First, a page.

Tallahassee

2016 Florida Legislative Session

The best way to show legislators that animal protection is an important issue is for animal advocates to communicate with their elected officials. Legislators do care what constituents (voters) think about issues. After all, elected officials generally want to be re-elected, and that means adequately addressing matters important to their constituents.

Please contact your state senator and state representative, let them know you are a constituent and ask them to support the bills described here (you may want to address only one bill or issue in each letter or phone call).

Are you confused by the legislative process? Click to learn “How an Idea Becomes a Law.”

The 2016 Legislative Session ended on March 11. The 2017 Legislative Session will convene on March 7, 2017.


Greyhound Racing Injuries (SB 412 and HB 1199)
Senate Bill 412, introduced by Senator Eleanor Sobel, and House Bill 1199, introduced by Representative Jared Moskowitz and Representative H. Marlene O’Toole, would require Florida’s Division of Pari-mutuel Wagering to maintain records of greyhounds injured while racing. Most states that have dog tracks require that racing injuries be publicly reported. Only Florida and Alabama do not. SB 412/HB 1199 would increase transparency about the greyhound racing industry. In addition, the legislation would save greyhound lives. In states where injury reporting laws have been approved the number of greyhounds euthanized has declined.

ARFF strongly supports this legislation that would provide Floridians with important information about a state-regulated industry.

Status: Good news! Although SB 412/HB 1199 failed to pass, a provision was added to the state budget that will require the Division of Pari-Mutuel Wagering to make new rules requiring that greyhound injuries be reported! The budget was approved by the Governor on March 17.

Greyhound decoupling
ARFF is hopeful that 2016 will be the year that legislation will pass to remove the requirement that dog tracks conduct live racing in order to also offer slots or poker. If passed, dog tracks in Florida would almost certainly choose to reduce or end live racing to focus on more profitable forms of gambling. There is wide support for “decoupling” among operators of dog tracks and among Floridians concerned about the welfare of racing greyhounds.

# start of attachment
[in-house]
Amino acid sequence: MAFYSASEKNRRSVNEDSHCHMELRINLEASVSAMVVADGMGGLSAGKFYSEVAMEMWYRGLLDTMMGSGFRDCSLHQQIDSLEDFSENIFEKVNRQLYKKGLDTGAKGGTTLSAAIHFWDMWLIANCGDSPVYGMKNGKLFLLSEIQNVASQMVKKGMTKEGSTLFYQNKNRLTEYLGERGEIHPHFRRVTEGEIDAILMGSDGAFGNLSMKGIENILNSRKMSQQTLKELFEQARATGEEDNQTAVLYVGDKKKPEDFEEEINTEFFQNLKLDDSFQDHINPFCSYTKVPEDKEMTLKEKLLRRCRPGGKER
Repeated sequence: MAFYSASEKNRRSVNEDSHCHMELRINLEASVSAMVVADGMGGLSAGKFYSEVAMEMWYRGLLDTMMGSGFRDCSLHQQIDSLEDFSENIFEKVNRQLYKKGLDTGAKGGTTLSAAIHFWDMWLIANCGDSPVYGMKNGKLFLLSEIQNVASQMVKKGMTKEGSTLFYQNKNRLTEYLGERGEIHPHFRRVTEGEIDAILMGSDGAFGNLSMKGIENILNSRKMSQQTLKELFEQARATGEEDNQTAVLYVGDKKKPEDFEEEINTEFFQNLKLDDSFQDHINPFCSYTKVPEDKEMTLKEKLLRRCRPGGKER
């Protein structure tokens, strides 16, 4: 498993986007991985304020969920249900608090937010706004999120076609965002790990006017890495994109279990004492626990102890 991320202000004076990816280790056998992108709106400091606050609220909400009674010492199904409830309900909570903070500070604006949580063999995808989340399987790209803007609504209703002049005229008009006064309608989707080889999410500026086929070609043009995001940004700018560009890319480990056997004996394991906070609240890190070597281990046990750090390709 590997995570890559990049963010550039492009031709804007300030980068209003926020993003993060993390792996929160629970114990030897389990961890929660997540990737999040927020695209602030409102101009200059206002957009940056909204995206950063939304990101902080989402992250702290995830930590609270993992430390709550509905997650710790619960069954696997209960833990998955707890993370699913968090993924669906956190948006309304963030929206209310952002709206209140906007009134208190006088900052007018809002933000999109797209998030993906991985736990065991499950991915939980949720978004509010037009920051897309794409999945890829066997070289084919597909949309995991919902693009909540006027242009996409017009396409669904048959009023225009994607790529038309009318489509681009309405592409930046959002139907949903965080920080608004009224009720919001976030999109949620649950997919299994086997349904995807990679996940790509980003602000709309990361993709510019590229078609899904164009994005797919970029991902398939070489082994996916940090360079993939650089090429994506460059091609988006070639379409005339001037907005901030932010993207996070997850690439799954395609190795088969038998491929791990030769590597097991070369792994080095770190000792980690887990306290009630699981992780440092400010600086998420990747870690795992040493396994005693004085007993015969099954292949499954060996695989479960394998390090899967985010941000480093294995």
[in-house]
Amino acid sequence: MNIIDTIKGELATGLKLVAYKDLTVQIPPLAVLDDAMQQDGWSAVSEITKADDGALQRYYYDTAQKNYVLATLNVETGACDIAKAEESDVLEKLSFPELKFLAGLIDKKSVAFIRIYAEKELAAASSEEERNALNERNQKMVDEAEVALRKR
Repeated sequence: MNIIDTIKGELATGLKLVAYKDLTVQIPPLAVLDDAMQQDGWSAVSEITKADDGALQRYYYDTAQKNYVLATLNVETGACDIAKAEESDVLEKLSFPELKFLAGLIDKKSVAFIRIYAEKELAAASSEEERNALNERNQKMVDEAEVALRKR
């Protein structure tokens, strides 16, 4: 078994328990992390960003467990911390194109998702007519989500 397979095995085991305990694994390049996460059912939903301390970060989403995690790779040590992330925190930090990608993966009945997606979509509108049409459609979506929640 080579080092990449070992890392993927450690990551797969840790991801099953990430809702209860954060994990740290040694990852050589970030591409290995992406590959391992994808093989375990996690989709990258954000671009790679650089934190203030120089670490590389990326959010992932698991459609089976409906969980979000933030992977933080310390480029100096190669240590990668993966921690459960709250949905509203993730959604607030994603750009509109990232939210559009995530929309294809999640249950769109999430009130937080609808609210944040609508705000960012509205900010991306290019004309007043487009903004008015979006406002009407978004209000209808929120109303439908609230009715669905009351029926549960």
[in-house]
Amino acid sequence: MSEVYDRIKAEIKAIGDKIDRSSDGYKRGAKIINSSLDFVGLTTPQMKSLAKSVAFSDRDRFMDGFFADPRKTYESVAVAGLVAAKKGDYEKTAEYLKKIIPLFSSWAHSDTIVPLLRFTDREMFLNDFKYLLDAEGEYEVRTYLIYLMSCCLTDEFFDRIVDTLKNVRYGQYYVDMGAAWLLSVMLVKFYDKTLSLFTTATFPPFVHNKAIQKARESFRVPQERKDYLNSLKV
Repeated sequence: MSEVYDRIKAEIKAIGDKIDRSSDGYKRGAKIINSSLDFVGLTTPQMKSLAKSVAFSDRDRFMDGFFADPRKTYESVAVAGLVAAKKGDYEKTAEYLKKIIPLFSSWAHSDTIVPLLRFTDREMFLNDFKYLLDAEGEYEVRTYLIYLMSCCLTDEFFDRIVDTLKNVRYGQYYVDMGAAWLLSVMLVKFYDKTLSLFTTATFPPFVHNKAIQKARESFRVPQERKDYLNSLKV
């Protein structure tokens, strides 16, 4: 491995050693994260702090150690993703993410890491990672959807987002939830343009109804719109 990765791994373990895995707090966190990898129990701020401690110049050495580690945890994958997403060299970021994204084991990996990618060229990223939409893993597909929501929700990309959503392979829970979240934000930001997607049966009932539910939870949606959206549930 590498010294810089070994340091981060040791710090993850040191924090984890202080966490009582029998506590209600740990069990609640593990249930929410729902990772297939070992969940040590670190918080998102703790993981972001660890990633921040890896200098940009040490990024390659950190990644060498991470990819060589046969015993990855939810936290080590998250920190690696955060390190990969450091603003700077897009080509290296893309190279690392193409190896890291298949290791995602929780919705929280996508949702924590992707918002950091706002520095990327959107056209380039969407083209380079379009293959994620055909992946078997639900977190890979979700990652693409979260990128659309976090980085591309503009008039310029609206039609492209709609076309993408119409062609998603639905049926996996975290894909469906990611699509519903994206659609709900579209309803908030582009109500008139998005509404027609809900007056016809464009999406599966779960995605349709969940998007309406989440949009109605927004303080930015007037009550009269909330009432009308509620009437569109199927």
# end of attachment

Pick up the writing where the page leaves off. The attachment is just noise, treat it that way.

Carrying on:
Decoupling will likely be considered as part of a larger gambling bill, not as a separate measure. Please contact your state legislators and urge them to support decoupling greyhound racing from other forms of gambling.

Status: Despite wide support, greyhound decoupling did not pass this session.

Persons or Domestic Animals Unattended in Motor Vehicles (SB 308 and HB 131)
Senate Bill 308, introduced by Senator Lizbeth Benacquisto, and House Bill 131, introduced by Representative Jared Moskowitz and Representative Dana Young, would provide immunity from civil liability for property damage that may occur when an individual (under certain circumstances) attempts to rescue a vulnerable person or domestic animal from a motor vehicle.

Status: SB 308/HB 131 passed the Florida Senate and Florida House of Representatives with unanimous votes. The bill was approved by the Governor on March 8.

Animals Confined in Unattended Motor Vehicles (SB 200 and HB 329)
Senate Bill 200, introduced by Senator Dorothy Hukill, and House Bill 329, introduced by Representative Robert Cortes, would make it a first degree misdemeanor for any person to intentionally, knowingly, or recklessly confine an animal in an unattended motor vehicle under conditions that endanger the health or well-being of the animal (such as heat, lack of adequate ventilation, lack of food or water). In addition, the legislation would (under certain circumstances) provide immunity from civil and criminal liability for actions taken to remove an endangered animal from a vehicle.

Status: SB 200 was approved by the Committee on Criminal Justice with a unanimous vote, but did not progress further before the end of the session. HB 329 was reported favorably out of committees, but did not make it to the floor of the House for a vote before the end of the legislative session.

Severe Injuries Caused by Dogs (SB 334 and HB 91)
Senate Bill 334, introduced by Senator Bill Montford, and House Bill 91, introduced by Representative Greg Steube, specifies circumstances under which a dog that has caused severe injury to a human may be returned to his/her owner rather than killed. The bill authorizes a hearing officer to take into account the facts surrounding the case in determining whether the dog could be returned to his/her owner.